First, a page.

Courtesy photo

Courtesy photo

Snoqualmie council approves Hampton Inn franchise separation

The owners of the Snoqualmie Hampton Inn & Suites will be allowed to separate from the franchise and become an independent hotel, after the Snoqualmie City Council narrowly approved the petition.

At a Dec. 14 council meeting, members voted 4-3 to allow the hotel to strike out on its own. The council allowed Chun Lai Hospitality, which owns the hotel, to separate from the Hampton brand, as long as they continue to provide similar levels of service and pricing as they currently offer.

In 2017, the city reached a development agreement with Chun Lai Hospitality to build and operate the hotel under Hampton Inn branding for 20 years. It was envisioned as an affordable, mid-range hotel for the city.

The owners have stated that they want to serve better food and beverages, and have more flexibility in hosting events. In a previous interview with the Record, Chloe Hou with Chun Lai Hospitality said they’re planning on keeping the pricing similar, but will improve services.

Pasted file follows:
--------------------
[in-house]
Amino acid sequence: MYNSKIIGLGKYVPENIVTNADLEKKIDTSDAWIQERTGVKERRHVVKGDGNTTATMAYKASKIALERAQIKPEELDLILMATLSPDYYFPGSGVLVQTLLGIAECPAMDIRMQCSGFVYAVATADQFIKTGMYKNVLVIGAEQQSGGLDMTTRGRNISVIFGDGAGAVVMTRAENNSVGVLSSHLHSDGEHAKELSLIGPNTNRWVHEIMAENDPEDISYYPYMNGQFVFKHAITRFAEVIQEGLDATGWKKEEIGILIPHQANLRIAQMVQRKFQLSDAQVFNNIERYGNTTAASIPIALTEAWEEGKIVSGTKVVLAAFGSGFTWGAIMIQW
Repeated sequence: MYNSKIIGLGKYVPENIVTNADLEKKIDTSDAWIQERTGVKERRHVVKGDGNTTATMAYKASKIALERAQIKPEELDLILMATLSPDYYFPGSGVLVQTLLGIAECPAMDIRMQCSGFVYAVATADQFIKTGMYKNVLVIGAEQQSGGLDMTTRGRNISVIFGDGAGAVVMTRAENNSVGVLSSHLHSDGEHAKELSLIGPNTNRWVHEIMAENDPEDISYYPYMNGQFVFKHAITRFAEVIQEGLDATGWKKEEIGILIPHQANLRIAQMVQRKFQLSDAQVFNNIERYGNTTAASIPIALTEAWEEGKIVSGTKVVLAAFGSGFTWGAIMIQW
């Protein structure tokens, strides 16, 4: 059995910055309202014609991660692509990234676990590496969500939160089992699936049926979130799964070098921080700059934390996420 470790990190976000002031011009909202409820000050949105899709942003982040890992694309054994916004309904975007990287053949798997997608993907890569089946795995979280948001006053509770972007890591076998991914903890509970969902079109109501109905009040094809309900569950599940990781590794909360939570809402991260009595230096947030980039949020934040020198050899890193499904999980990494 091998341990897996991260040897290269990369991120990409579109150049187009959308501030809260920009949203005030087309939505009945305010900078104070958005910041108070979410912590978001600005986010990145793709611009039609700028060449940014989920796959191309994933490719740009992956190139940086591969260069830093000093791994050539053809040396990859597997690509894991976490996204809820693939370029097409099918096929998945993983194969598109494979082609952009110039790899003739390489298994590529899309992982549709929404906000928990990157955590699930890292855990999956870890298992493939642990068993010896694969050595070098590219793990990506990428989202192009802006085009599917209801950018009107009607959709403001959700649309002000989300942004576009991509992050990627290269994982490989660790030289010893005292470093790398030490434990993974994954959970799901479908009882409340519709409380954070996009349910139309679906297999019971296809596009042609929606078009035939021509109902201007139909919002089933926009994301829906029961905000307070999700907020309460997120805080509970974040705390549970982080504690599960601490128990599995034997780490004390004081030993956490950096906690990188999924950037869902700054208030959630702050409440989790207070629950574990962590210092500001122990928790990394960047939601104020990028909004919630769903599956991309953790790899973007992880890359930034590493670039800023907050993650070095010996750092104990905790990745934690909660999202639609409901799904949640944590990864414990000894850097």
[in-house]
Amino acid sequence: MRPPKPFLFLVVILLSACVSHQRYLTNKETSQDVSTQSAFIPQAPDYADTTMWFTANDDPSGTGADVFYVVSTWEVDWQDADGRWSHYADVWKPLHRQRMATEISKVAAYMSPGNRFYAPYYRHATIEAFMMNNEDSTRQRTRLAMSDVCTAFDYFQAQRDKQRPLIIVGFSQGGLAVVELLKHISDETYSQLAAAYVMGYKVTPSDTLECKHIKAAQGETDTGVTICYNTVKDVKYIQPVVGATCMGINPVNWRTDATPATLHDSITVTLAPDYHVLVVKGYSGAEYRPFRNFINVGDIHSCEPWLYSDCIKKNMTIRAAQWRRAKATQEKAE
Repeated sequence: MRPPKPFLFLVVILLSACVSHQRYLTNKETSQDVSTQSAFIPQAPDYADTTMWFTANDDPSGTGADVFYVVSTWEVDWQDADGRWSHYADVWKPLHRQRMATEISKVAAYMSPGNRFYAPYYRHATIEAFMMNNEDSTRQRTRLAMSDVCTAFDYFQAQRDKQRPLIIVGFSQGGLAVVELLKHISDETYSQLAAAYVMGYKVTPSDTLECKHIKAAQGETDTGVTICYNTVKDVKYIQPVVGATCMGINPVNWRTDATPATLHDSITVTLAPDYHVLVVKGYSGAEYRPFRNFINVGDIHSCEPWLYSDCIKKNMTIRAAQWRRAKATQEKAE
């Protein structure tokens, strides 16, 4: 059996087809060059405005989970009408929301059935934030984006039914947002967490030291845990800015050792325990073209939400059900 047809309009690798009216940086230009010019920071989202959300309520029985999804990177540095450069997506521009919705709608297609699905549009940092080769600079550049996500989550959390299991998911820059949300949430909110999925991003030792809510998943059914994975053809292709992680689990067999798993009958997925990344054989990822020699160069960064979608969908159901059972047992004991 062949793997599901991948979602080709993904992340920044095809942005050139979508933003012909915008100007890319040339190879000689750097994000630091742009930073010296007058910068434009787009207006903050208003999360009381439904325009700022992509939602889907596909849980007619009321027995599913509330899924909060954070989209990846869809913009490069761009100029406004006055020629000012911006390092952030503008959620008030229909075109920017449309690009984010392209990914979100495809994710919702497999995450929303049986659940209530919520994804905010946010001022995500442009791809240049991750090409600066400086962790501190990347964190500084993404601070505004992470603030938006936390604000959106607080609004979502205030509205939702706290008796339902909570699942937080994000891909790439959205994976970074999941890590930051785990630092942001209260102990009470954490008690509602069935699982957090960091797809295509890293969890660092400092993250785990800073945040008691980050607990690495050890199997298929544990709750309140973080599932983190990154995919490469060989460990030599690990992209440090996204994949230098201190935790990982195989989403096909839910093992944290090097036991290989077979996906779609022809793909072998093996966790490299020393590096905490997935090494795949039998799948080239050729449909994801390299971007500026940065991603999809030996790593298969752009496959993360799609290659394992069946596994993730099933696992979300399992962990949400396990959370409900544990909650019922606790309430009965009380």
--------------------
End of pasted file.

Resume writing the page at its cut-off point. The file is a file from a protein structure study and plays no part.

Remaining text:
Currently, Hampton prescribes what food and refreshments can be served in the hotel. Hou said they also hope to install art that emphasizes the area’s history and helps educate visitors.

Guests hoping to stay overnight in Snoqualmie have the option to either stay at the Hampton for around $100 a night, or at the Salish Lodge, which is a more expensive option. North Bend and Fall City both have overnight lodging as well.

The Snoqualmie Hampton faced resistance from some in the community when it was initially approved, and some also spoke out against the franchise separation on Dec. 14.

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